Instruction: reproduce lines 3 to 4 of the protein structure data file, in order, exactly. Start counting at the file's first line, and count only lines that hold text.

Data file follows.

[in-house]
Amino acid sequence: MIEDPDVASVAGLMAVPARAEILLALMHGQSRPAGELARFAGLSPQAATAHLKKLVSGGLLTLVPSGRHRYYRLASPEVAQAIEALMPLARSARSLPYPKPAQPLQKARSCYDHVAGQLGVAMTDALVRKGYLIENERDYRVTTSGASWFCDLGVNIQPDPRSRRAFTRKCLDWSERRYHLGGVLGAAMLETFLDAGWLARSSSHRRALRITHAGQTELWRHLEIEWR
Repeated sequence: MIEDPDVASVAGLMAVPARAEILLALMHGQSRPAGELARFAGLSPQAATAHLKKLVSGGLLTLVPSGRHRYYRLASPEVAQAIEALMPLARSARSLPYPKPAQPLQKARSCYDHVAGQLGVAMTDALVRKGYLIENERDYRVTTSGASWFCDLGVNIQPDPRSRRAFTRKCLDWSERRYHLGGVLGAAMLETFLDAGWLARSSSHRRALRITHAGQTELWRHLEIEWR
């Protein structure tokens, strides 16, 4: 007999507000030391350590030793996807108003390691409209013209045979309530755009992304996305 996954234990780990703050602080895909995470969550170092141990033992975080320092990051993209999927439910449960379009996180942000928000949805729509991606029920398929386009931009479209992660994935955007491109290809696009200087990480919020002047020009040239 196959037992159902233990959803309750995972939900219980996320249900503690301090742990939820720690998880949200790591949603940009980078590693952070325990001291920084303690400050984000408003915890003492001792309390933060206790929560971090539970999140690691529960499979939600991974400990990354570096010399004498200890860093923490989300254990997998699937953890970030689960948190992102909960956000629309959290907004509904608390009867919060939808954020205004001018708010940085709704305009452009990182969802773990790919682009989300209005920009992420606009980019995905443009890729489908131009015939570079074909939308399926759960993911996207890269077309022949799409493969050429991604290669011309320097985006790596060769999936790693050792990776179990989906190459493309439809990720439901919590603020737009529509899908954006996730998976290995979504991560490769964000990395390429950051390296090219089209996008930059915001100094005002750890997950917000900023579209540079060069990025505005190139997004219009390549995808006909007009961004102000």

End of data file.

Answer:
Repeated sequence: MIEDPDVASVAGLMAVPARAEILLALMHGQSRPAGELARFAGLSPQAATAHLKKLVSGGLLTLVPSGRHRYYRLASPEVAQAIEALMPLARSARSLPYPKPAQPLQKARSCYDHVAGQLGVAMTDALVRKGYLIENERDYRVTTSGASWFCDLGVNIQPDPRSRRAFTRKCLDWSERRYHLGGVLGAAMLETFLDAGWLARSSSHRRALRITHAGQTELWRHLEIEWR
């Protein structure tokens, strides 16, 4: 007999507000030391350590030793996807108003390691409209013209045979309530755009992304996305 996954234990780990703050602080895909995470969550170092141990033992975080320092990051993209999927439910449960379009996180942000928000949805729509991606029920398929386009931009479209992660994935955007491109290809696009200087990480919020002047020009040239 196959037992159902233990959803309750995972939900219980996320249900503690301090742990939820720690998880949200790591949603940009980078590693952070325990001291920084303690400050984000408003915890003492001792309390933060206790929560971090539970999140690691529960499979939600991974400990990354570096010399004498200890860093923490989300254990997998699937953890970030689960948190992102909960956000629309959290907004509904608390009867919060939808954020205004001018708010940085709704305009452009990182969802773990790919682009989300209005920009992420606009980019995905443009890729489908131009015939570079074909939308399926759960993911996207890269077309022949799409493969050429991604290669011309320097985006790596060769999936790693050792990776179990989906190459493309439809990720439901919590603020737009529509899908954006996730998976290995979504991560490769964000990395390429950051390296090219089209996008930059915001100094005002750890997950917000900023579209540079060069990025505005190139997004219009390549995808006909007009961004102000």